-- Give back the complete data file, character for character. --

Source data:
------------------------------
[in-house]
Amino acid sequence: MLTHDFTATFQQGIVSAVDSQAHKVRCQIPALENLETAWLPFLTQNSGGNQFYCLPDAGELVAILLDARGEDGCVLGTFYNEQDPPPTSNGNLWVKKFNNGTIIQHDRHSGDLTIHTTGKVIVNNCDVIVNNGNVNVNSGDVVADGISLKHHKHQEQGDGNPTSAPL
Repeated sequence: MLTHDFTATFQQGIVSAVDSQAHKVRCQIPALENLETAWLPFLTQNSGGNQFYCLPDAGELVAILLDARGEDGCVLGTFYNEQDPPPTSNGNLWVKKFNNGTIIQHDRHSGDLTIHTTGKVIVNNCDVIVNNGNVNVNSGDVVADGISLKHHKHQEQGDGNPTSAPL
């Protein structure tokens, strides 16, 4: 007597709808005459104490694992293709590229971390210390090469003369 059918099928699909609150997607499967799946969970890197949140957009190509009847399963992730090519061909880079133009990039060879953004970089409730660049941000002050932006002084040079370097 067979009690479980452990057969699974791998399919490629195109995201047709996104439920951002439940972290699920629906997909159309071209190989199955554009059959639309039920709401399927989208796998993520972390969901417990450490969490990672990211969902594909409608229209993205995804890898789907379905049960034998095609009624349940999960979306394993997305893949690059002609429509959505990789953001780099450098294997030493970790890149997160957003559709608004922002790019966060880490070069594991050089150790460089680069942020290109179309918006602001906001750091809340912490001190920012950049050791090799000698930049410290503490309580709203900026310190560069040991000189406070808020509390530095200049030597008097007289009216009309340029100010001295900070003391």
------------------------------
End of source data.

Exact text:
[in-house]
Amino acid sequence: MLTHDFTATFQQGIVSAVDSQAHKVRCQIPALENLETAWLPFLTQNSGGNQFYCLPDAGELVAILLDARGEDGCVLGTFYNEQDPPPTSNGNLWVKKFNNGTIIQHDRHSGDLTIHTTGKVIVNNCDVIVNNGNVNVNSGDVVADGISLKHHKHQEQGDGNPTSAPL
Repeated sequence: MLTHDFTATFQQGIVSAVDSQAHKVRCQIPALENLETAWLPFLTQNSGGNQFYCLPDAGELVAILLDARGEDGCVLGTFYNEQDPPPTSNGNLWVKKFNNGTIIQHDRHSGDLTIHTTGKVIVNNCDVIVNNGNVNVNSGDVVADGISLKHHKHQEQGDGNPTSAPL
């Protein structure tokens, strides 16, 4: 007597709808005459104490694992293709590229971390210390090469003369 059918099928699909609150997607499967799946969970890197949140957009190509009847399963992730090519061909880079133009990039060879953004970089409730660049941000002050932006002084040079370097 067979009690479980452990057969699974791998399919490629195109995201047709996104439920951002439940972290699920629906997909159309071209190989199955554009059959639309039920709401399927989208796998993520972390969901417990450490969490990672990211969902594909409608229209993205995804890898789907379905049960034998095609009624349940999960979306394993997305893949690059002609429509959505990789953001780099450098294997030493970790890149997160957003559709608004922002790019966060880490070069594991050089150790460089680069942020290109179309918006602001906001750091809340912490001190920012950049050791090799000698930049410290503490309580709203900026310190560069040991000189406070808020509390530095200049030597008097007289009216009309340029100010001295900070003391």